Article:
Regular maintenance of your organization's roles and permissions is important to ensure only proper access is being granted. Roles make this maintenance much simpler and safer than managing permissions individually for every account.
Organize your cluster with labels
Labels in Kubernetes allow you to attach key-value pairs to K8s objects. As an orchestration platform, Kubernetes lets you define objects to maintain an abstraction layer around your individual clusters and their states. As your infrastructure grows, you’ll end up with a growing number of objects as well. Labels make it easier to manage these objects. At a base level, you can use them to define and track metadata. For instance, you could use a label to track who a pod’s owner is.
Even better, you can query labels and manage objects in bulk using selectors. For instance, if you include a label that tracks which environment each pod is designated for, you could query all of your QA objects through the command line with a command like this:
$kubectl get pods -l “environment=QA” --show-labels
More information on labels and examples of how to set up selectors can be found in the Kubernetes docs.
Use a Git-based workflow
Kubernetes deployment can be complicated, so having an automated workflow will reduce hassles and errors. Setting up a Git-based workflow and a CI/CD pipeline allows you to maintain a single source of truth for your deployment; with automated deployment, your system will automatically reflect what’s in your repo. GitOps is a commonly used framework for organizing and supporting your workflow.
If any issues arise during your system's operation, a Git-based workflow will also make it simpler to roll back or redeploy.
Set up automated monitoring
Monitoring your cluster is critical for identifying issues and controlling resource usage. Issues with your cluster can worsen your product’s performance, increase your operational costs, and in the worst case, cause outages. Monitoring will allow you to identify these problems more quickly and understand their causes.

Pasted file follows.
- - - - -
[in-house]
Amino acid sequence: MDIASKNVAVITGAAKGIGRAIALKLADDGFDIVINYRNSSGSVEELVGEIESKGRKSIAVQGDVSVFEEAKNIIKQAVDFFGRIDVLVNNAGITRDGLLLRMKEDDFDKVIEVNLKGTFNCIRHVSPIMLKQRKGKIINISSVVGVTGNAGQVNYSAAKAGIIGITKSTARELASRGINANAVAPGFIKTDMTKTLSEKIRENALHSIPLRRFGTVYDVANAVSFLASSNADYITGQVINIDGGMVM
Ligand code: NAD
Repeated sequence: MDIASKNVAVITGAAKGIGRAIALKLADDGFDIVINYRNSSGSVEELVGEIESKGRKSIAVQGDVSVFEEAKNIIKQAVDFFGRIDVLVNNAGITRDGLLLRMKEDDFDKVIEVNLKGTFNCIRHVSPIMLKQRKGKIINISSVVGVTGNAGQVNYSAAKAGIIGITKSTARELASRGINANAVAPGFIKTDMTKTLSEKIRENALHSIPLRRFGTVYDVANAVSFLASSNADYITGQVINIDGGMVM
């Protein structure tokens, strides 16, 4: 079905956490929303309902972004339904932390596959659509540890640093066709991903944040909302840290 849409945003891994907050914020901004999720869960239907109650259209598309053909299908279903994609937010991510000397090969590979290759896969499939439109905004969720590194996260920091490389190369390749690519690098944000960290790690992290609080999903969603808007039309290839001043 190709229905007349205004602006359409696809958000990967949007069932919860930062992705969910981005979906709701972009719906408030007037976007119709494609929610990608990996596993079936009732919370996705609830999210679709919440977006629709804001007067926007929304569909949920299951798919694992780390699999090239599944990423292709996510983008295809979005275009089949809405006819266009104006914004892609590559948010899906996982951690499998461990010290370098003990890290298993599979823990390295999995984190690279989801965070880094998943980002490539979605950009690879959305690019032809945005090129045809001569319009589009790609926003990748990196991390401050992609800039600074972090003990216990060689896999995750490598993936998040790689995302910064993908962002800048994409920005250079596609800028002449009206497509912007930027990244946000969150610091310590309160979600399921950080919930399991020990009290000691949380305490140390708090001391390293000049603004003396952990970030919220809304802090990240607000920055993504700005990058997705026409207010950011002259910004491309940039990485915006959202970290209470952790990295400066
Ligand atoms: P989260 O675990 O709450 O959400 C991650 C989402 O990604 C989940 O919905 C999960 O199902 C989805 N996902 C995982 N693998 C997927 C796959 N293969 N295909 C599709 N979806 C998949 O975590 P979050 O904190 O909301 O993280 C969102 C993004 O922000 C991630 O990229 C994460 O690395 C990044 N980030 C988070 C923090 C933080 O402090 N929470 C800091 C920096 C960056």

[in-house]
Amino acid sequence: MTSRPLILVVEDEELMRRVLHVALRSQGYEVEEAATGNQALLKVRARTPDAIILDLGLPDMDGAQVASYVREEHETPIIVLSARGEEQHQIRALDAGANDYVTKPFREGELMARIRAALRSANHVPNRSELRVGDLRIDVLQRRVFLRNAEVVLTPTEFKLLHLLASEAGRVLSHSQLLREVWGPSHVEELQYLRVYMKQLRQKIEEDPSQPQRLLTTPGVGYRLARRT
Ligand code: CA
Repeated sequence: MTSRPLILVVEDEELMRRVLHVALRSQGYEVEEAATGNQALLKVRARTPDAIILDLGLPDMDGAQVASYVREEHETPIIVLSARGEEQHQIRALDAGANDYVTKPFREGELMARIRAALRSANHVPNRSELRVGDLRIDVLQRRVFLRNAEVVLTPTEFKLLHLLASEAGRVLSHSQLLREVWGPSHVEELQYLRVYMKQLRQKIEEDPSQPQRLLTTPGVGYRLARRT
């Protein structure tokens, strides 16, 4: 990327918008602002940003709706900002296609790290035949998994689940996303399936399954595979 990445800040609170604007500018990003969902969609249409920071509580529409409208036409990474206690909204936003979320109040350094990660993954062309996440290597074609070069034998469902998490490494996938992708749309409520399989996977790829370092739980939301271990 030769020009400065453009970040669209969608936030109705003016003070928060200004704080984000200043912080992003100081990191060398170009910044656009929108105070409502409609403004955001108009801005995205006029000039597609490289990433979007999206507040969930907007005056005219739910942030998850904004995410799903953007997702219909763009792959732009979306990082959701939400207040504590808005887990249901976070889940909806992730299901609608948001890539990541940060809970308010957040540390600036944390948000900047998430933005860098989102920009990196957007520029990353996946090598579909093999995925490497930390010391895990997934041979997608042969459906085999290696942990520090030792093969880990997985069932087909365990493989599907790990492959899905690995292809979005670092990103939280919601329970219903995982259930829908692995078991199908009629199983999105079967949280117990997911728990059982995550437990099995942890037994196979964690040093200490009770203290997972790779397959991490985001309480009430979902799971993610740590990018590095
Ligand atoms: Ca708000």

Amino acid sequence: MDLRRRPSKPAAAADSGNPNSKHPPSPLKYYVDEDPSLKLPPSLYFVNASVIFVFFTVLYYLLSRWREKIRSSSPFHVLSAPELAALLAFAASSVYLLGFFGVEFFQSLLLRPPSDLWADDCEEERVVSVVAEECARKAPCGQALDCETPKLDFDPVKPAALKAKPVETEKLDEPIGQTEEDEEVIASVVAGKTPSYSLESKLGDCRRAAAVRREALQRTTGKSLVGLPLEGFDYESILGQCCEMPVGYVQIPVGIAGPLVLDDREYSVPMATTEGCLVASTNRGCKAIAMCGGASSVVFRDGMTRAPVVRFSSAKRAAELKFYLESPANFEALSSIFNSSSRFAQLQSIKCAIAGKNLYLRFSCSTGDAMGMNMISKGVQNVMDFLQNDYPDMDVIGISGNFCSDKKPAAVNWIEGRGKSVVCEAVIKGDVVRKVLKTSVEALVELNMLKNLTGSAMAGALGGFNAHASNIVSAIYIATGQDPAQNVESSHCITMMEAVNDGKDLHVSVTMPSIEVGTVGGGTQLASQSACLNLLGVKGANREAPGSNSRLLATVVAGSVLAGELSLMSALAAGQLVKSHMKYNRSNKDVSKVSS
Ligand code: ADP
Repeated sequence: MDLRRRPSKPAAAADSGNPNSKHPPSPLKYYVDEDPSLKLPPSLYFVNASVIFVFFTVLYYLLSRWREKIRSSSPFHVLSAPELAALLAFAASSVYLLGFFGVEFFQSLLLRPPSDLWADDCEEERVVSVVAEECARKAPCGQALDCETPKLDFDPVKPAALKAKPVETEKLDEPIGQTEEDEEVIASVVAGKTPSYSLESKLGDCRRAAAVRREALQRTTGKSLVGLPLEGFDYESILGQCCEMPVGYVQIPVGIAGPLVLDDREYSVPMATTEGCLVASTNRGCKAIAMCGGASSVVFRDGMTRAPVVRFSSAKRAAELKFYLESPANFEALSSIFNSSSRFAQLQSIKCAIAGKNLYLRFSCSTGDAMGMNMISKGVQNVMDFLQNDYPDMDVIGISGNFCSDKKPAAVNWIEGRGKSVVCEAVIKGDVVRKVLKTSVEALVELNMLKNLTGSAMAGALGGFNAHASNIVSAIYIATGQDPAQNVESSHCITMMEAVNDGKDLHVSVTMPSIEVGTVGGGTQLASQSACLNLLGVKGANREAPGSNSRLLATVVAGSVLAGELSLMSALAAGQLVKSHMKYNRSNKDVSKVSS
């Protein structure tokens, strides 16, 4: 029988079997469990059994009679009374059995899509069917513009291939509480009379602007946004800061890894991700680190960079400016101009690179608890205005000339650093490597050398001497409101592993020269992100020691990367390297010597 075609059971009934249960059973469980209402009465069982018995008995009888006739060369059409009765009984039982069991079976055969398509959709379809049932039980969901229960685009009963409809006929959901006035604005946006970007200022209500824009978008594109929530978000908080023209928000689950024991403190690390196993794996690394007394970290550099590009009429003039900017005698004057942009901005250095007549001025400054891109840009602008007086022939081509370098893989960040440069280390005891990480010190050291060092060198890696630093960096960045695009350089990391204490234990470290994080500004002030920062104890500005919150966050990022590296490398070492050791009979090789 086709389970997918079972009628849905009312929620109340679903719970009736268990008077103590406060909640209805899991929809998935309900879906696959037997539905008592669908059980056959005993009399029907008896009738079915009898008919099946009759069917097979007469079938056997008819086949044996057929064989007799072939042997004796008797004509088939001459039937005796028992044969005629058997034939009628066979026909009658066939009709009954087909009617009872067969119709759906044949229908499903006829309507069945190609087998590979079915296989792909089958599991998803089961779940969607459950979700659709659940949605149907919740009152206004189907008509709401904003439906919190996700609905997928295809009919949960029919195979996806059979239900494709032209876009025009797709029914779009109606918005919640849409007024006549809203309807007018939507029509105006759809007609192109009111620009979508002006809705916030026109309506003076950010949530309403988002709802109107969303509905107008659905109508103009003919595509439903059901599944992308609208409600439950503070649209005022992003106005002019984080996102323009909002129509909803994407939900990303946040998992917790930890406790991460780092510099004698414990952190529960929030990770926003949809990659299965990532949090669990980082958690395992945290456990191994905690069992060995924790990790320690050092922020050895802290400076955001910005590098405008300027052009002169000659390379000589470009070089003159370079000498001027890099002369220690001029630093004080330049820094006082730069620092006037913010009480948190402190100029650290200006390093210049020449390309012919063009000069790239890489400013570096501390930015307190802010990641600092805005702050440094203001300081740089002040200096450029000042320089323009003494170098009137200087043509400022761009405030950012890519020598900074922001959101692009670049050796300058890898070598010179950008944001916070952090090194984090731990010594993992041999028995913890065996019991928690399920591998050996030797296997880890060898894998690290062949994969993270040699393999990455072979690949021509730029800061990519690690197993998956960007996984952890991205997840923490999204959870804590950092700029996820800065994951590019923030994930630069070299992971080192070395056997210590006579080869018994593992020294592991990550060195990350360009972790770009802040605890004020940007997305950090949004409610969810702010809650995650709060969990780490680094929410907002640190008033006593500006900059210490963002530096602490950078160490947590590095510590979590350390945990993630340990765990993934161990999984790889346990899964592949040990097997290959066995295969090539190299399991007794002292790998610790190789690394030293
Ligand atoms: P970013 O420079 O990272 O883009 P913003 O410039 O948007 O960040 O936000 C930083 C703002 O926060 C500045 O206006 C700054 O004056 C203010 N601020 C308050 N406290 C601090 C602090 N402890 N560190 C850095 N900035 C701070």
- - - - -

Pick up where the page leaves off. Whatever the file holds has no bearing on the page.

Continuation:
You should set up automated monitoring to help you make sense of Kubernetes alerts. Tools like Prometheus and Grafana will help you pull insights out of your data, allowing you to focus on what’s most important and make more informed decisions about your operations.
Set up network policies
Though it may seem safe enough to allow your containers to communicate with any other service behind your firewall, this can pose a risk if malicious actors gain entry into your system.
By default, your containers should deny any traffic unless it is from specifically allowed sources. The K8s docs provide further information on how to set up network policies.
Continue refining your practices
As your team gets more comfortable with Kubernetes, continue to refine how you incorporate these best practices. You should also develop your own. Every team has different needs, but setting up standards for your organization can reduce unnecessary complexity and prevent mistakes.
And here’s one last tip: if you’re deploying an open-source application on the cloud, try using Plural.